I was catching up on my reading and came across this from James Wyatt:
Did you ever read a novel where the world was a barrier? Maybe you felt like you had to earn a master’s degree in the history of this fictitious place to make sense of the story you were trying to read, or you had to keep referring to a glossary in the back to keep track of all the made-up names for the most mundane details of the world. “What the heck is a Quelarian star-fruit, and why do I care? Why doesn’t the hero just eat a banana?”
I’ve read that book, or tried to. And I’ve run that D&D campaign, or tried to. It turns out that my players didn’t have any more interest in the campaign than I had in the novel. This time around, I’m letting the world get out of the way and concentrating on the big picture: the themes.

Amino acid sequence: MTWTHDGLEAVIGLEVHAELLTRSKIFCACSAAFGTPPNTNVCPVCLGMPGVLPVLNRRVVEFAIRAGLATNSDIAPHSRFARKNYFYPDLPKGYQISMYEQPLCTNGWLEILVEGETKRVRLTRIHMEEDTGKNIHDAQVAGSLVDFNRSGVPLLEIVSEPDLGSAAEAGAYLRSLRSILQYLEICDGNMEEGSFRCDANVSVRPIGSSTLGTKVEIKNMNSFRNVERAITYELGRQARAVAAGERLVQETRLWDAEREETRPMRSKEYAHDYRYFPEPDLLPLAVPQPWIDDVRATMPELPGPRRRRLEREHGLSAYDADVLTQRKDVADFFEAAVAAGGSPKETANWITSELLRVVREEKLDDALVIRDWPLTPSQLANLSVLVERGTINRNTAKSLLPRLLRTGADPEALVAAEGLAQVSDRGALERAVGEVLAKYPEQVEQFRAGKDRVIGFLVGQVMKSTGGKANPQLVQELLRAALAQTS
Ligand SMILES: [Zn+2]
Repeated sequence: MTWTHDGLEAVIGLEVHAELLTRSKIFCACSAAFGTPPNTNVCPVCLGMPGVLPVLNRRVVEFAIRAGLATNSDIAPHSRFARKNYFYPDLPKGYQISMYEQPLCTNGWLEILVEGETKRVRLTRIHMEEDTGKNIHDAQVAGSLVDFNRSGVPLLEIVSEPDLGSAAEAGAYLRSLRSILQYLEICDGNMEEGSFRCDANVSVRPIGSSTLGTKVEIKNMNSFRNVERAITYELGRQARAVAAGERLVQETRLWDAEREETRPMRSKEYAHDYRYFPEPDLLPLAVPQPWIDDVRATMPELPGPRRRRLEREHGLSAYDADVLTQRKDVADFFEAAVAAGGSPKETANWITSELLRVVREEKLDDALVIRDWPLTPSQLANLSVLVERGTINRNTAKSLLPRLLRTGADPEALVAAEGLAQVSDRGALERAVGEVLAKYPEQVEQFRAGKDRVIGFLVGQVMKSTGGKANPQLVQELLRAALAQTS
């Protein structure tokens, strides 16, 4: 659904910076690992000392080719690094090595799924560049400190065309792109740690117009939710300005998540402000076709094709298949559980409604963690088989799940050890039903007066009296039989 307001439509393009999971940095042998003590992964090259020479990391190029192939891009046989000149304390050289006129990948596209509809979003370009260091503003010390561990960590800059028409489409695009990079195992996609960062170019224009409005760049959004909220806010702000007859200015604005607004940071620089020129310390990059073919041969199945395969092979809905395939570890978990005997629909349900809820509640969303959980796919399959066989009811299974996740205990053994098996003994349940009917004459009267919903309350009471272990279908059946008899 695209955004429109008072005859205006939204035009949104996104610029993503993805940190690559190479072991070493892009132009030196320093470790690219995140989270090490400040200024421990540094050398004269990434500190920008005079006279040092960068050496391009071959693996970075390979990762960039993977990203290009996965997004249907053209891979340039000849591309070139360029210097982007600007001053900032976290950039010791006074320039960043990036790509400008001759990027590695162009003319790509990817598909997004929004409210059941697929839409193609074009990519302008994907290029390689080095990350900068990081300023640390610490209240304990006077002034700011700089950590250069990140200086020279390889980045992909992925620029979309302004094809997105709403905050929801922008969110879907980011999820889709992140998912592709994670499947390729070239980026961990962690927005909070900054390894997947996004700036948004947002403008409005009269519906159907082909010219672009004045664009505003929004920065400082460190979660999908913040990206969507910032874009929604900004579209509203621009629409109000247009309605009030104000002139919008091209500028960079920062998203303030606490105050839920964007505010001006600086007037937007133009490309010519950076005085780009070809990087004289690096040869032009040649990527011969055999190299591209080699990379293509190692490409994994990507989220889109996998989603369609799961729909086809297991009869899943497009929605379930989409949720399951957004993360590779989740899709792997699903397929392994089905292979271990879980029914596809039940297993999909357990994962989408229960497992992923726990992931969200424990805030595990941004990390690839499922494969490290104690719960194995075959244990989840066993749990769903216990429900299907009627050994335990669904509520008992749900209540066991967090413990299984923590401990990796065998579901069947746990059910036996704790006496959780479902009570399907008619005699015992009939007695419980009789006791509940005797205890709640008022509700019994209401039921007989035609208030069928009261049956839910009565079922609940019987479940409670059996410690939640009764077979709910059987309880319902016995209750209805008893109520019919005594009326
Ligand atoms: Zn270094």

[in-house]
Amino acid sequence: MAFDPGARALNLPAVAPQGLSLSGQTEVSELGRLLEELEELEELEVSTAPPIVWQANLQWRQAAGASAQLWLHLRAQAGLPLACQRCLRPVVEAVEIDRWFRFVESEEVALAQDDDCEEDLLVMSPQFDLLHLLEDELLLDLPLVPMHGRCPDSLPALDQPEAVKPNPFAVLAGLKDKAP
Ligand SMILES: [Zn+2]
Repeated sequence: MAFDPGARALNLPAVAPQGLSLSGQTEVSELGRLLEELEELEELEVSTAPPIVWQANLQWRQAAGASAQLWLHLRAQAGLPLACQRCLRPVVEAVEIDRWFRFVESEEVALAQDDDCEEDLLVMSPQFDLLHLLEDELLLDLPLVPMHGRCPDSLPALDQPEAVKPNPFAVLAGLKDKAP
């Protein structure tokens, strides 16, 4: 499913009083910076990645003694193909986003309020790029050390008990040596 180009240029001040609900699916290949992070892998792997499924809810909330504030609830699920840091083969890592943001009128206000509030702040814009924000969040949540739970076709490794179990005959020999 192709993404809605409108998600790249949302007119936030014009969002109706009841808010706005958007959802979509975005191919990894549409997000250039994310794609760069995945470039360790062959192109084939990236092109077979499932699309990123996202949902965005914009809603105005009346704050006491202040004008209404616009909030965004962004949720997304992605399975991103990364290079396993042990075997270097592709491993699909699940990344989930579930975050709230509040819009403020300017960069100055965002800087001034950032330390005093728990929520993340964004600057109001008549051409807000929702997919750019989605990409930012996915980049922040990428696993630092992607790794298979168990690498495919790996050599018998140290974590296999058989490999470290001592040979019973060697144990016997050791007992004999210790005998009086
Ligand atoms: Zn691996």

I wholeheartedly agree. I’m currently running the HPE series, and there’s really no setting to speak of in our games. I once referred to the world as Generica as a laugh and it kind of stuck. A great setting can really help colour in the game, our occasional Eberron game being a great example. But sometimes too much ‘world’ gets in the way.
I’d recommend reading the whole article I’ve snipped that quote from. You’ll have to be a subscriber, but the entire Dungeoncraft series is worth checking out.